Georgia up-and-comers to watch on Capitol Hill in 2017

House Speaker Paul Ryan of Wis. administers the House oath of office to Rep. Tom Graves, R-Ga., during a mock swearing in ceremony on Capitol Hill in Washington, Tuesday, Jan. 3, 2017, as the 115th Congress began. (AP Photo/Jose Luis Magana)
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House Speaker Paul Ryan of Wis. administers the House oath of office to Rep. Tom Graves, R-Ga., during a mock swearing in ceremony on Capitol Hill in Washington, Tuesday, Jan. 3, 2017, as the 115th Congress began. (AP Photo/Jose Luis Magana)

WASHINGTON – We wrote the other day about how Georgia’s congressional delegation has grown greener over the last two election cycles.

Taking out U.S. Sen. Johnny Isakson and U.S. Reps. Sanford Bishop and John Lewis, Georgia’s longest-serving members of Congress, the average tenure of a Georgian on Capitol Hill is about five years by our tally; Ten of the delegation’s 16 members have served in Congress for six years or less.

Even though Georgia has lost a lot of its institutional memory over the last several years, many of the state’s more junior lawmakers have been working to build names for themselves on Capitol Hill in recent years. Here are some of the up-and-comers we’ll be watching in 2017:

Tom Graves, R-Ranger – With Tom Price’s expected departure to become health secretary, Graves is in line to become Georgia’s senior-most House Republican after less than seven years on Capitol Hill. He’s positioned himself as the heir-apparent to the unofficial role held by former Rep. Lynn Westmoreland of big brother to the state’s 10 House Republicans, helping mentor younger lawmakers and serving as the state’s rep on the powerful panel that doles out committee assignments. Does he take a more robust leadership role now that Westmoreland has retired? Graves will also be worth watching as a member of the House Appropriations Committee, where he’s expected to get a promotion that will give him a thumb on roughly $23 billion worth of federal programs, including the IRS.

Doug Collins, R-Gainesville – Collins only just now started his third term in the House, but he’s been quick to chart a path up the Republican leadership chain. He somewhat unexpectedly won a lower-level leadership position over a well-known opponent in the days after the election and even mulled moving up one more rung for a short time. Collins’ new role will give him substantially more visibility in Washington in 2017. How does he use his expanded influence to his benefit? For starters, one of the first bills passed by the House will likely have his name on it. On the other hand, will Collins be forced to become a cheerleader for unpopular but necessary legislation he doesn’t necessarily love such as raising the debt limit and government spending bills in order to be a team player?

David Scott, D-Atlanta – Ok, Scott isn’t exactly new to Congress or Georgia politics, but he’s one to watch because of his status as a virtual endangered species on Capitol Hill: a centrist, Blue Dog Democrat. Indeed, he hasn’t been afraid to (vocally) buck his party on some national security, economic and foreign policy issues in the past. We’ll be watching Scott to see if he’s more willing to look across the aisle now that the GOP controls all levers of power in Washington in order to advance his agenda, which at the moment includes creating a new pot of money for 19 historically black colleges and universities and incentivizing businesses to hire and train young black men for infrastructure work.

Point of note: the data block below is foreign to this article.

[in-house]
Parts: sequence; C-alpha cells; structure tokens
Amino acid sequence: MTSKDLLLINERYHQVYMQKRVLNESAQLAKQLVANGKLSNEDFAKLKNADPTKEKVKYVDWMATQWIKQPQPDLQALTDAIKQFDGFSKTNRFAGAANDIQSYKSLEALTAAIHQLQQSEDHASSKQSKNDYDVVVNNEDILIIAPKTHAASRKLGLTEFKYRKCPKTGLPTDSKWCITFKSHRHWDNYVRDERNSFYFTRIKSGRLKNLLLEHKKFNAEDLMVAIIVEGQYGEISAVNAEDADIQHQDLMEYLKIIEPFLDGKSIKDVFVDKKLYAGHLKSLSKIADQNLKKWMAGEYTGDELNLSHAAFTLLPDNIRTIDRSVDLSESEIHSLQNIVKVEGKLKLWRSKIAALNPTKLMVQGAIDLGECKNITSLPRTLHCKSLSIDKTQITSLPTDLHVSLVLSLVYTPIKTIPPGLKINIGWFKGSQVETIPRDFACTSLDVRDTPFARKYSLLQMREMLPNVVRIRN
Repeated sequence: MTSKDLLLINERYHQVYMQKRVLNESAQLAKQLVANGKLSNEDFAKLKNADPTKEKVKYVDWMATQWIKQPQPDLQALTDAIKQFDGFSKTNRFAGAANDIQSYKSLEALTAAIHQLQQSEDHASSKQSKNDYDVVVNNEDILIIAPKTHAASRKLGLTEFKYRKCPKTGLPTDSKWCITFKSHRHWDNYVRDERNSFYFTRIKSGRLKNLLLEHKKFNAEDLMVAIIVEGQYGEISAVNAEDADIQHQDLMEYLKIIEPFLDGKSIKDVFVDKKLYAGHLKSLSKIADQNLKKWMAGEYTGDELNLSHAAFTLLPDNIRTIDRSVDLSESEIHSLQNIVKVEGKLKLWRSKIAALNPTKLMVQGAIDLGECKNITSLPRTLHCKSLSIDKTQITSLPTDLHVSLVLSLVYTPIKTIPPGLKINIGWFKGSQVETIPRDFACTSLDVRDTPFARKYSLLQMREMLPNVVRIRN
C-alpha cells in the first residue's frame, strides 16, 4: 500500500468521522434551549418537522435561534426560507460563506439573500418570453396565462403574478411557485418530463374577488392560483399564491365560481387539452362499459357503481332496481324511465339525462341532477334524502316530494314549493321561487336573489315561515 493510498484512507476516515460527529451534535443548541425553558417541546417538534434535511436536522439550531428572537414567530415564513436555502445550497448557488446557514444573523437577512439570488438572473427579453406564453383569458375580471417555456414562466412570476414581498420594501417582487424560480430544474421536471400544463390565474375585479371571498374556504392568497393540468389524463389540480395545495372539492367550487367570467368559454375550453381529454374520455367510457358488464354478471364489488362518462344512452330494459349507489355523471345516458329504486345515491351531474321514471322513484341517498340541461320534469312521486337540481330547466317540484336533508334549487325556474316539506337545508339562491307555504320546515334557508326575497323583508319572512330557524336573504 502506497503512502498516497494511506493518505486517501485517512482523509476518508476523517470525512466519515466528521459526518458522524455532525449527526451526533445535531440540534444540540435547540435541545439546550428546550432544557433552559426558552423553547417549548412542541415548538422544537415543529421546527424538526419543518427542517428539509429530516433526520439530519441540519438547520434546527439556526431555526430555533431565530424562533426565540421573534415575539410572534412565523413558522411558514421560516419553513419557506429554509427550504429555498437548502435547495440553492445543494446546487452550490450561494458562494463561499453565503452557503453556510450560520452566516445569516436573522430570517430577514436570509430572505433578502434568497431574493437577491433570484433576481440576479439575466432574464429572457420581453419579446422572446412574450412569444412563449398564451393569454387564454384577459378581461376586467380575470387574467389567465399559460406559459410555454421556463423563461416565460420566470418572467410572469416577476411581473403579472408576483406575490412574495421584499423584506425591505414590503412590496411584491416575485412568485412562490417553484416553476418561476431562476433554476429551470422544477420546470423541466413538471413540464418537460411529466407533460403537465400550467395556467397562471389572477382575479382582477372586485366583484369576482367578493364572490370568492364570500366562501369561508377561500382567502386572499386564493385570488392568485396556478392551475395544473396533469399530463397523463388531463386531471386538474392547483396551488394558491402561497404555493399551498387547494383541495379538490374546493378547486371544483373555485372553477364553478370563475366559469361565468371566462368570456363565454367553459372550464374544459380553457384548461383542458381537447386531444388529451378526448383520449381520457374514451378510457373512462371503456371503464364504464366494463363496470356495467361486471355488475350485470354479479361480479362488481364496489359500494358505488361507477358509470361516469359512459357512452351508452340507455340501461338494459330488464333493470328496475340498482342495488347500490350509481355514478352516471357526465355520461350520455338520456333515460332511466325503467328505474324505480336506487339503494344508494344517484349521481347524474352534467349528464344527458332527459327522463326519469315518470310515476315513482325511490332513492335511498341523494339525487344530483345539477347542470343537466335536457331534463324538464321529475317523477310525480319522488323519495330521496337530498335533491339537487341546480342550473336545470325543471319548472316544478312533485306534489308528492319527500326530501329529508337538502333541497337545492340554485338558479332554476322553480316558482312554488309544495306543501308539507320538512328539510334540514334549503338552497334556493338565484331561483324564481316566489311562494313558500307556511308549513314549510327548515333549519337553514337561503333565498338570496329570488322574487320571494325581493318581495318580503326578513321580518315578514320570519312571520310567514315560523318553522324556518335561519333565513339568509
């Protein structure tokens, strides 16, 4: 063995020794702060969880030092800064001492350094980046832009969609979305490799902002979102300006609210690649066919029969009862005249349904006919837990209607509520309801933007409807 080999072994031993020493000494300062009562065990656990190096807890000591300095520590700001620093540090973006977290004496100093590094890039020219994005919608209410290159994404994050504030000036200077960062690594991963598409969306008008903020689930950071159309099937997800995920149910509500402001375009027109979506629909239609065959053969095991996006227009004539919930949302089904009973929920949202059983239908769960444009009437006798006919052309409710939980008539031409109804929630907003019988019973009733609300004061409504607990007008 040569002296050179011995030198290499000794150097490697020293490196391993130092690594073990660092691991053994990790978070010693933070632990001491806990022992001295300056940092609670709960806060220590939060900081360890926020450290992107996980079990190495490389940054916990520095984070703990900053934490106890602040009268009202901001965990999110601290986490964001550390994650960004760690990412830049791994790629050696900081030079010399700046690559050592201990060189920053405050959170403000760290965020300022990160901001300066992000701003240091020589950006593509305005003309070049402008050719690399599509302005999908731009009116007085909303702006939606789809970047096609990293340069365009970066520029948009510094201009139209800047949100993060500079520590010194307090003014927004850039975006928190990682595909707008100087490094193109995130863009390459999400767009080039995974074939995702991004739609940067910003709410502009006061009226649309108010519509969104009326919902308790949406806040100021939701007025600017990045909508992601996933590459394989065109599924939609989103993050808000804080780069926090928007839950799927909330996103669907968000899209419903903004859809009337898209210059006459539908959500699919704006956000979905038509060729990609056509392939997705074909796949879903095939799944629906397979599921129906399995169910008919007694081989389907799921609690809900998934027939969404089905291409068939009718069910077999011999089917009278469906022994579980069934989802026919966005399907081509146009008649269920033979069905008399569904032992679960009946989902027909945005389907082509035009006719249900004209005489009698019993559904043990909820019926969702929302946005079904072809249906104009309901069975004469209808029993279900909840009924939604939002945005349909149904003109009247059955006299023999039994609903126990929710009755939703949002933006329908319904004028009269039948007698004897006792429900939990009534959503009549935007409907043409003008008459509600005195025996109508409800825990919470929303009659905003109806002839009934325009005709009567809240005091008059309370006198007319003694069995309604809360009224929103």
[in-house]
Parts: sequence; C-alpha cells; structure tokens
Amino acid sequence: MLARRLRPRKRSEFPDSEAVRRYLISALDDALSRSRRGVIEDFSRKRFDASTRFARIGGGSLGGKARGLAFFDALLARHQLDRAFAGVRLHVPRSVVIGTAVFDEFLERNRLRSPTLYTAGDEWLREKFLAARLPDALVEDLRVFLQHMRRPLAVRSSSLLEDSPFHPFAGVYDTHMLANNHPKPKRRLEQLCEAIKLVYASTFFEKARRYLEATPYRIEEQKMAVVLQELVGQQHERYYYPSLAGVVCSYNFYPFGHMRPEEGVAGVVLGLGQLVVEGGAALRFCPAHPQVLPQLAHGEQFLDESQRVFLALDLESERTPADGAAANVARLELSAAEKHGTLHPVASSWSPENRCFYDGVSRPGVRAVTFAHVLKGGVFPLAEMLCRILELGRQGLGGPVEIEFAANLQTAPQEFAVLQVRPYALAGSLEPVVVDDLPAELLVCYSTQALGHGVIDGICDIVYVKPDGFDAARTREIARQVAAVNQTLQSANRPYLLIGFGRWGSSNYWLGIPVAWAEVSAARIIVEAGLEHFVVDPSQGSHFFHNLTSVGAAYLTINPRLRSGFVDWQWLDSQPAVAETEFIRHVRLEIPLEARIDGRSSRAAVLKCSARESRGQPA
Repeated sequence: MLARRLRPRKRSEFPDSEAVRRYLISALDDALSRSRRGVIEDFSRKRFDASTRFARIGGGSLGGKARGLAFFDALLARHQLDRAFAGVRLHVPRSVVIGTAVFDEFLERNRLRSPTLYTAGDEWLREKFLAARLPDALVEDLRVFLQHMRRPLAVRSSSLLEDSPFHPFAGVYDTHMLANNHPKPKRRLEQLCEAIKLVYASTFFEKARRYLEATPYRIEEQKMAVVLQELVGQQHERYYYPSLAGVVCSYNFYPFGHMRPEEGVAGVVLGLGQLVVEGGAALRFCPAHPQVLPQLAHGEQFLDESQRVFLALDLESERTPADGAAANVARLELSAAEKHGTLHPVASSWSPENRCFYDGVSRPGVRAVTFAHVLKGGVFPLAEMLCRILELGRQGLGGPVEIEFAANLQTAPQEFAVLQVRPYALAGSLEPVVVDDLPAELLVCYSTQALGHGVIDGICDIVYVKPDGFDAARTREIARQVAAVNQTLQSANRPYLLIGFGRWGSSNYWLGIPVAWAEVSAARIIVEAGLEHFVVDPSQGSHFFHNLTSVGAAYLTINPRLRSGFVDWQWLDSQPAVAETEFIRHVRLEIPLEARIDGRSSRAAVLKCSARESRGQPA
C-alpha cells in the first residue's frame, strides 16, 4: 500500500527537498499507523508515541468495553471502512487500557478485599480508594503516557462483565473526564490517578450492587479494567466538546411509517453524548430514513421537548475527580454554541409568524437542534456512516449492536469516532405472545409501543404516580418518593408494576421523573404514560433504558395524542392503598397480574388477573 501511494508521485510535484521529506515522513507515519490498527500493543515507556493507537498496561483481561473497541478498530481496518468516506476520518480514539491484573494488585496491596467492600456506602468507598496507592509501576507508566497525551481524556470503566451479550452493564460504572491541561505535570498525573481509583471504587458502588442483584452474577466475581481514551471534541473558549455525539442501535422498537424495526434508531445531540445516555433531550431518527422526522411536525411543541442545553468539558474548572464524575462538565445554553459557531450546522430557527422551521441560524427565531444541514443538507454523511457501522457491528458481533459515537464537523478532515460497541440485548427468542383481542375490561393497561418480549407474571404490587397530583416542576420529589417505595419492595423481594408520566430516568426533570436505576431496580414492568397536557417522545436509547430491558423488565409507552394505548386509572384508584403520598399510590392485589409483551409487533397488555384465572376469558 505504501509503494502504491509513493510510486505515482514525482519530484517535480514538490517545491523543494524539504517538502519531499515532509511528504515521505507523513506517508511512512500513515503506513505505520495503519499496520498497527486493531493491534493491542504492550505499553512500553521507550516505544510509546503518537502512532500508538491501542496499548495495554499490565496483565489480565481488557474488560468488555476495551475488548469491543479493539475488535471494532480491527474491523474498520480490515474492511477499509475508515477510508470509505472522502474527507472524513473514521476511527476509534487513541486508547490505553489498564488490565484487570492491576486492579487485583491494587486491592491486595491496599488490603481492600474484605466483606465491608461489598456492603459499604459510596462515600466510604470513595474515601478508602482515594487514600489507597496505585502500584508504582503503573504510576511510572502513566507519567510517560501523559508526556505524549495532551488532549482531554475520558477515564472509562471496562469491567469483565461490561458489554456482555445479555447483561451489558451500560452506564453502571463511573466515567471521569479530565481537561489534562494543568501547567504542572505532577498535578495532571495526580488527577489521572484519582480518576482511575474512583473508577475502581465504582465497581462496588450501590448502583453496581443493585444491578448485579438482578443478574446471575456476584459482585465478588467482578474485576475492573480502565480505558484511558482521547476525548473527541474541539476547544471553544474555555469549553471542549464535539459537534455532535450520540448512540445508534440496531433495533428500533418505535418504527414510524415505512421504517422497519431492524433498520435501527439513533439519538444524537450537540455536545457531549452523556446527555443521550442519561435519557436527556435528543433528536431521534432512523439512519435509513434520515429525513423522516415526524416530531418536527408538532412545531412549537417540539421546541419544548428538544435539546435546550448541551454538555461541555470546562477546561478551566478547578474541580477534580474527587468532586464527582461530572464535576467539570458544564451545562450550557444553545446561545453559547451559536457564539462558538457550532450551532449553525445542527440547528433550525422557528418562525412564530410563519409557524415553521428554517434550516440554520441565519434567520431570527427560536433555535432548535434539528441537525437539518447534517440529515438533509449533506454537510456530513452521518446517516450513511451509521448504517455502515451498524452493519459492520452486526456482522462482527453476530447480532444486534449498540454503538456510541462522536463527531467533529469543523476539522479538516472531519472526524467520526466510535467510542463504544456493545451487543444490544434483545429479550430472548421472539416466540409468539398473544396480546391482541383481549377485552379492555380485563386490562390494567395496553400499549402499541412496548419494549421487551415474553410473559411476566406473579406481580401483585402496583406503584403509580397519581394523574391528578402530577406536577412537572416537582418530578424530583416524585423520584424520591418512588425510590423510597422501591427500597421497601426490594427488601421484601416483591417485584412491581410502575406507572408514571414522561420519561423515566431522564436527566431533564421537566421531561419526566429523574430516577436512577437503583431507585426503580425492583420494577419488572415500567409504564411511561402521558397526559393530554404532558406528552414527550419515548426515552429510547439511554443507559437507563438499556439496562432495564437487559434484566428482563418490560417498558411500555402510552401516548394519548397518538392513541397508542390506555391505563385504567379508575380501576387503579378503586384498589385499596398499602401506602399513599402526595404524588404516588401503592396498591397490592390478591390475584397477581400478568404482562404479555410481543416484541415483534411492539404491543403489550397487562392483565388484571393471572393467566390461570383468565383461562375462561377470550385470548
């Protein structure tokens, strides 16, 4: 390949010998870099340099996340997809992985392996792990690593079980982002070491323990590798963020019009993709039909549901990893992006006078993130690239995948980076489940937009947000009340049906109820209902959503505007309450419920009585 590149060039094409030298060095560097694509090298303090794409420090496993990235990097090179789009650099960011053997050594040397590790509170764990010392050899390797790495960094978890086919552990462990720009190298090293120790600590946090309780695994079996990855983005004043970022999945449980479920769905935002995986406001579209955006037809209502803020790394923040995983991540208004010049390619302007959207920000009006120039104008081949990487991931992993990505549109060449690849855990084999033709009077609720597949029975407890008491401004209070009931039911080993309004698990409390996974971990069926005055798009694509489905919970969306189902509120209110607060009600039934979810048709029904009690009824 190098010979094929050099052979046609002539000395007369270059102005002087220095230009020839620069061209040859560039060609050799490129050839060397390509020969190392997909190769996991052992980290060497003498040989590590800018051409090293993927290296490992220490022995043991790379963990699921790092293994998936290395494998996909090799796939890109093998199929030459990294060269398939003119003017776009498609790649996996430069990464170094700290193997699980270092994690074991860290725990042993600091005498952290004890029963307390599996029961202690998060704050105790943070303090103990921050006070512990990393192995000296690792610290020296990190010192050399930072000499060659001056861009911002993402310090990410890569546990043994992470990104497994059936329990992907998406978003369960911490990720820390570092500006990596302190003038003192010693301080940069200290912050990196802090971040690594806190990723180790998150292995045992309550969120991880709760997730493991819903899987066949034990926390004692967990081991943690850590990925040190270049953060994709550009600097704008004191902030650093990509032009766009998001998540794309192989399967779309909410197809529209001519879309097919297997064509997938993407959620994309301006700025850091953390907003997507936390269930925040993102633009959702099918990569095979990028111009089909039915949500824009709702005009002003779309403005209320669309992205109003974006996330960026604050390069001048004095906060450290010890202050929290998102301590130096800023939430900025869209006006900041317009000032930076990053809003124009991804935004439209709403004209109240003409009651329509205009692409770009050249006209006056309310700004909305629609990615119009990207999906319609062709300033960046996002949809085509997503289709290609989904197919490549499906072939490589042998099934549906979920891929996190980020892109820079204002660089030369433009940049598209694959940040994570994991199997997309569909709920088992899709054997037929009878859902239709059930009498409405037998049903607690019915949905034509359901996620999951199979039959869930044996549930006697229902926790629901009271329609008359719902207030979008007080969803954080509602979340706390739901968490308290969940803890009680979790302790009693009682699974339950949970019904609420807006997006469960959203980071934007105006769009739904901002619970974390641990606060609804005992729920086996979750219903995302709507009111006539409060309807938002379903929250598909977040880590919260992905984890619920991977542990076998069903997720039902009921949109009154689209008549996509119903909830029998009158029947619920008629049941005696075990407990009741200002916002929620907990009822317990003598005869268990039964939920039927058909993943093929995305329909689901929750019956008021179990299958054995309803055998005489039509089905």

Jody Hice, R-Monroe – Hice largely flew under the radar during his first two years in Congress, but he’s recently been picked for a spot on the board of the House Freedom Caucus. That gives him a bigger opportunity to shape proposals coming out of the new but immensely influential group. Comprising of roughly 40 rambunctious conservatives, the Freedom Caucus has been unafraid to buck its own party leaders in the two years since its inception in order to shape (or block) key legislation and put checks on power. Going into 2017, the group has enough members to essentially veto any Republican legislation it doesn’t like. That gives it enormous power in an era of united GOP government. Will Hice emerge as a key figure on any issues?

There’s also Republican U.S. Sen. David Perdue, whom we’ve written about a lot recently. We’re particularly interested in how he, Graves and U.S. Reps. Austin Scott, R-Tifton, and Hank Johnson, D-Lithonia, work to rebuild Georgia’s clout in Capitol Hill’s tight-knit defense community, particularly with another possible round of military base closures on the horizon. Pooler Republican Buddy Carter’s new spot on the House Energy and Commerce Committee will also put him at the center of key battles over health care, energy and trade.

Check out our other 2017 previews:

The biggest questions for Georgia’s congressional delegation in the era of Trump

The top questions in Georgia politics for 2017

Georgia’s next governor: Who could be running in 2018


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